Pork vs. Beef Nutrition Facts
When comparing only healthier cuts of lean pork versus beef, you'll find that both products are rich in nutrients and lack carbohydrates. The USDA reports that every 100 grams (3.5 ounces) of beef sirloin has:
- 6 percent of the daily value (DV) for vitamin B1 (thiamin)
- 9 percent of the DV for vitamin B2 (riboflavin)
- 39 percent of the DV for vitamin B3 (niacin)
- 13 percent of the DV for vitamin B5
- 35 percent of the DV for vitamin B6
- 38 percent of the DV for vitamin B12
- 16 percent of the DV for choline
- 9 percent of the DV for iron
- 7 percent of the DV for potassium
- 5 percent of the DV for magnesium
- 16 percent of the DV for phosphorus
- 35 percent of the DV for zinc
- 8 percent of the DV for copper
- 54 percent of the DV for selenium
In comparison, 100 grams of lean pork chops have:
- 56 percent of the daily value (DV) for vitamin B1 (thiamin)
- 21 percent of the DV for vitamin B2 (riboflavin)
- 50 percent of the DV for vitamin B3 (niacin)
- 20 percent of the DV for vitamin B5
- 32 percent of the DV for vitamin B6
- 27 percent of the DV for vitamin B12
- 16 percent of the DV for choline
- 4 percent of the DV for iron
- 9 percent of the DV for potassium
- 6 percent of the DV for magnesium
- 24 percent of the DV for phosphorus
- 19 percent of the DV for zinc
- 9 percent of the DV for copper
- 86 percent of the DV for selenium
Sirloin might have less fat, but overall, pork chops have more nutrients. For example, there's 30 percent more selenium in pork chops compared to sirloin steak. However, this isn't the case for every essential vitamin and mineral. Steak is rich in iron, while pork chops have only small amounts (4 percent of the DV per 100 grams).
Cooking Healthier Meat Products
Regardless of whether your meal includes pork, chicken or beef, the way you cook your meat can have a major impact on its overall nutrition and benefits to your health. It's best to avoid frying foods, such as consuming fried chicken or fried ground pork, as this can add to the unhealthy fat content. The American Heart Association recommends cooking techniques like baking, broiling, roasting, microwaving or stir-frying, instead.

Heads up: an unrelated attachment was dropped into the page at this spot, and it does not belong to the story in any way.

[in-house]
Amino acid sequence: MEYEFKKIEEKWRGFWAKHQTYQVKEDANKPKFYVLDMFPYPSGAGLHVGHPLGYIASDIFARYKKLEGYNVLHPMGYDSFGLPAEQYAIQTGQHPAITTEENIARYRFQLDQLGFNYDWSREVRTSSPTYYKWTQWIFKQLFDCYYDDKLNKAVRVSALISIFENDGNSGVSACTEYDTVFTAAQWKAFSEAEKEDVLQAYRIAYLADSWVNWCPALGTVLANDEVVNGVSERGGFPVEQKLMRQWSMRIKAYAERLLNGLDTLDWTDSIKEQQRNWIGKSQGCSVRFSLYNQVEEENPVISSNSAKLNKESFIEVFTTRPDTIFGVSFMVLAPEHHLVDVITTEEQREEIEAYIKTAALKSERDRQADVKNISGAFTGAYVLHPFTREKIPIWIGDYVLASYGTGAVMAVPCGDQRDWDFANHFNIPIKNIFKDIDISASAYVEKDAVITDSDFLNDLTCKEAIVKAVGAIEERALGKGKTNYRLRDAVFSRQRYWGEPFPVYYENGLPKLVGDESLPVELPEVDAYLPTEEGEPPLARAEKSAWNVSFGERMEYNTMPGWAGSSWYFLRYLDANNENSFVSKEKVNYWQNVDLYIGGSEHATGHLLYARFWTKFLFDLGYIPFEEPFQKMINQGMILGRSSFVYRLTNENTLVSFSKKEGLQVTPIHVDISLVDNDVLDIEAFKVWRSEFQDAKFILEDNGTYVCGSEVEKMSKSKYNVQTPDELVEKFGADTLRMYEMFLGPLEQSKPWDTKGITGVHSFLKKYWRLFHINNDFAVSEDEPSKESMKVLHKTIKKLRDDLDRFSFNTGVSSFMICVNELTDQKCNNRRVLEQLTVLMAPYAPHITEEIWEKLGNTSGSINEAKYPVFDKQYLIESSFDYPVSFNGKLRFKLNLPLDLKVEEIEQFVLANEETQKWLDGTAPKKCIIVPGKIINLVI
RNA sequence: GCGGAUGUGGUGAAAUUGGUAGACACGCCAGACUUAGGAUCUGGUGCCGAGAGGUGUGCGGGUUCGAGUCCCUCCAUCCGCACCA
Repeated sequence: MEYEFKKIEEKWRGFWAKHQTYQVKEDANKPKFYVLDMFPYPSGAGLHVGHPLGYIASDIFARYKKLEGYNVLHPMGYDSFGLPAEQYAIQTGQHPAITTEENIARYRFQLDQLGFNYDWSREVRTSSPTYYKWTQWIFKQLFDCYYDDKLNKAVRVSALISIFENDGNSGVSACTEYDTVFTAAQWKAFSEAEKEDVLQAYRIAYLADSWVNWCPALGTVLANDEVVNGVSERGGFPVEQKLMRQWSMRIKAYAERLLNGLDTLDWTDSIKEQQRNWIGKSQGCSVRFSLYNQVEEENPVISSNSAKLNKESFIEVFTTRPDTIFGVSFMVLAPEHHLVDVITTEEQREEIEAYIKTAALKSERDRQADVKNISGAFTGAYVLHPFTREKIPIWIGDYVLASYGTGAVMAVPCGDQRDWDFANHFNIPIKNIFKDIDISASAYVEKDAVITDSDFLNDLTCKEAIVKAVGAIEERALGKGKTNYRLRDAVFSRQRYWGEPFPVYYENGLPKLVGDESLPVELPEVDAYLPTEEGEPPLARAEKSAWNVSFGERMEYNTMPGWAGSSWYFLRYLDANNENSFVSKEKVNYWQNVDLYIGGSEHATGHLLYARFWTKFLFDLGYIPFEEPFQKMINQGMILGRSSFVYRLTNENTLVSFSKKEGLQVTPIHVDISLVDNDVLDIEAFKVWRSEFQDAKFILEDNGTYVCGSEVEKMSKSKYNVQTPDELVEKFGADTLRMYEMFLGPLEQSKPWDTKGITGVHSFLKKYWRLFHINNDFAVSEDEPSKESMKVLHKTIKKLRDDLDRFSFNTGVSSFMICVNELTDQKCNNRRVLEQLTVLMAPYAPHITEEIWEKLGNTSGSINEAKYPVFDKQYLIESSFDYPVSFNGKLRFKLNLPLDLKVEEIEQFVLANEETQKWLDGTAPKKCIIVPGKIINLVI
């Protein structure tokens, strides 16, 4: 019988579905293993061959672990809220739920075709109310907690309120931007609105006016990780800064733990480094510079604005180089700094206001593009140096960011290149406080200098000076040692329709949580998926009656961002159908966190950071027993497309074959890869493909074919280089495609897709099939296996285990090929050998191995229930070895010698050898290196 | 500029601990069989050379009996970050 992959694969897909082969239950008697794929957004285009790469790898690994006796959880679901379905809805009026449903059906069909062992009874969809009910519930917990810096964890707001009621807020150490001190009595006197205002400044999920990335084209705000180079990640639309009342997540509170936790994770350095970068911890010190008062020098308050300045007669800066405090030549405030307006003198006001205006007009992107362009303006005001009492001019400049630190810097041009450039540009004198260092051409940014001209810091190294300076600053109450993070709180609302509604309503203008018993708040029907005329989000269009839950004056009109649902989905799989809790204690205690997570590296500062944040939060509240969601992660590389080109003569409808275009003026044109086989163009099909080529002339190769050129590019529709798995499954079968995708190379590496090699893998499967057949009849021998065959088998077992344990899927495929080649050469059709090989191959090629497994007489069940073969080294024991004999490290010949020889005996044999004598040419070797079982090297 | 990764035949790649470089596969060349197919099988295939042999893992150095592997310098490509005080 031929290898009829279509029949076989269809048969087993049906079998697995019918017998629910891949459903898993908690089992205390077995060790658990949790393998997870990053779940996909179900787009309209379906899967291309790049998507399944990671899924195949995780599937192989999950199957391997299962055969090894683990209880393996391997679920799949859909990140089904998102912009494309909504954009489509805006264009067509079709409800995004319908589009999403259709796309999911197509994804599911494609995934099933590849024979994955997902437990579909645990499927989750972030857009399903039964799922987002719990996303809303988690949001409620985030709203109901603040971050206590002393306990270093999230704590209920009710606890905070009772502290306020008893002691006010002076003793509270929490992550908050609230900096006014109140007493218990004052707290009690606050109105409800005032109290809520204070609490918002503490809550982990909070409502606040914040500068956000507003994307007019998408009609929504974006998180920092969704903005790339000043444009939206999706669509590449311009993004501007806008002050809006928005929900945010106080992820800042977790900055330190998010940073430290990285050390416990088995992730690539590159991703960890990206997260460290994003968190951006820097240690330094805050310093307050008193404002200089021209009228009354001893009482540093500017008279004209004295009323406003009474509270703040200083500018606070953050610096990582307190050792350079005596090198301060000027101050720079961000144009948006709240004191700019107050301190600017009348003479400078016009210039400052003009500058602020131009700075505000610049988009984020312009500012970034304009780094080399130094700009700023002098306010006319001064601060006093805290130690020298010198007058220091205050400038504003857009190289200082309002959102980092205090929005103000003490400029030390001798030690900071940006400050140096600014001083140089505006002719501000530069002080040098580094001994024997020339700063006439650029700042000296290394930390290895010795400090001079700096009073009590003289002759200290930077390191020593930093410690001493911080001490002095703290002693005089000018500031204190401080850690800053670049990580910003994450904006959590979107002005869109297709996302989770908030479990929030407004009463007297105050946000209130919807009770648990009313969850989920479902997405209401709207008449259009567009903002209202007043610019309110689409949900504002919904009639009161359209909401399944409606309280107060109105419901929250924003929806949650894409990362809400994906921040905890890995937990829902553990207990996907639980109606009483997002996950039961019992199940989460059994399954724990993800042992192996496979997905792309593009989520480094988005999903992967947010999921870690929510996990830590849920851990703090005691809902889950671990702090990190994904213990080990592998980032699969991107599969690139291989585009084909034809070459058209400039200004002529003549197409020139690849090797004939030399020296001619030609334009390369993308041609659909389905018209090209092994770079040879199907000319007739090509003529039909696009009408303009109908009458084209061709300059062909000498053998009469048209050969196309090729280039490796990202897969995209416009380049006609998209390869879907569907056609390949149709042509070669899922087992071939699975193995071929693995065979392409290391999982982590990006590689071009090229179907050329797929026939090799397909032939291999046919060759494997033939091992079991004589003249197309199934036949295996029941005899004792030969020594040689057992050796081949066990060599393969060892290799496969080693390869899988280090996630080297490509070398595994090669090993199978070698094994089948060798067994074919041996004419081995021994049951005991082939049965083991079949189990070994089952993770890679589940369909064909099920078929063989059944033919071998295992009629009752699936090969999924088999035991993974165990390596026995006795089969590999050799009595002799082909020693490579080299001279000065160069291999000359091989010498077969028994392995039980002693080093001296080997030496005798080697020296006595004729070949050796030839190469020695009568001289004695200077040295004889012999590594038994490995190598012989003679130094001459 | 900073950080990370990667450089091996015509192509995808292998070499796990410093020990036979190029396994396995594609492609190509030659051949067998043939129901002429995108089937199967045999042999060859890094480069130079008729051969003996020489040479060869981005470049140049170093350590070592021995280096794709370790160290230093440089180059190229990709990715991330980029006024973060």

Frying foods is also unhealthy for another reason. It contributes to the formation of dietary advanced glycation end products (AGEs), which are associated with cancer and heart disease. According to a July 2013 study in the Journal of the American Dietary Association, stewing and roasting your meat at low temperatures are the healthiest ways to cook foods, as these result in the least AGEs.
This study also found that cooked pork products tend to have fewer AGEs than cooked beef products. However, when comparing pork, chicken and beef, chicken products tend to have the least AGEs of all meat products.
- Journal of the American Dietary Association: "Advanced Glycation End Products in Foods and a Practical Guide to Their Reduction in the Diet"
- Health.gov: "Dietary Guidelines for Americans, 2015-2020: Chapter 1. Key Elements of Healthy Eating Patterns"
- American Heart Association: "Meat, Poultry, and Fish: Picking Healthy Proteins"
- Mayo Clinic: "Grass-Fed Beef: What Are the Heart-Health Benefits?"
- MyFoodData: "Nutrition Comparison of Beef Rib Eye Steak/Roast Boneless Lip-on Separable Lean and Fat Trimmed to 1/8 Inch Fat All Grades Raw, Beef Bottom Sirloin Tri-Tip Roast Separable Lean Only Trimmed To 0 Inch Fat Select Raw, Pork Chops (Lean), Pork Chops (With Fat), Raw Chicken Breast, and Pork Fresh Belly Raw"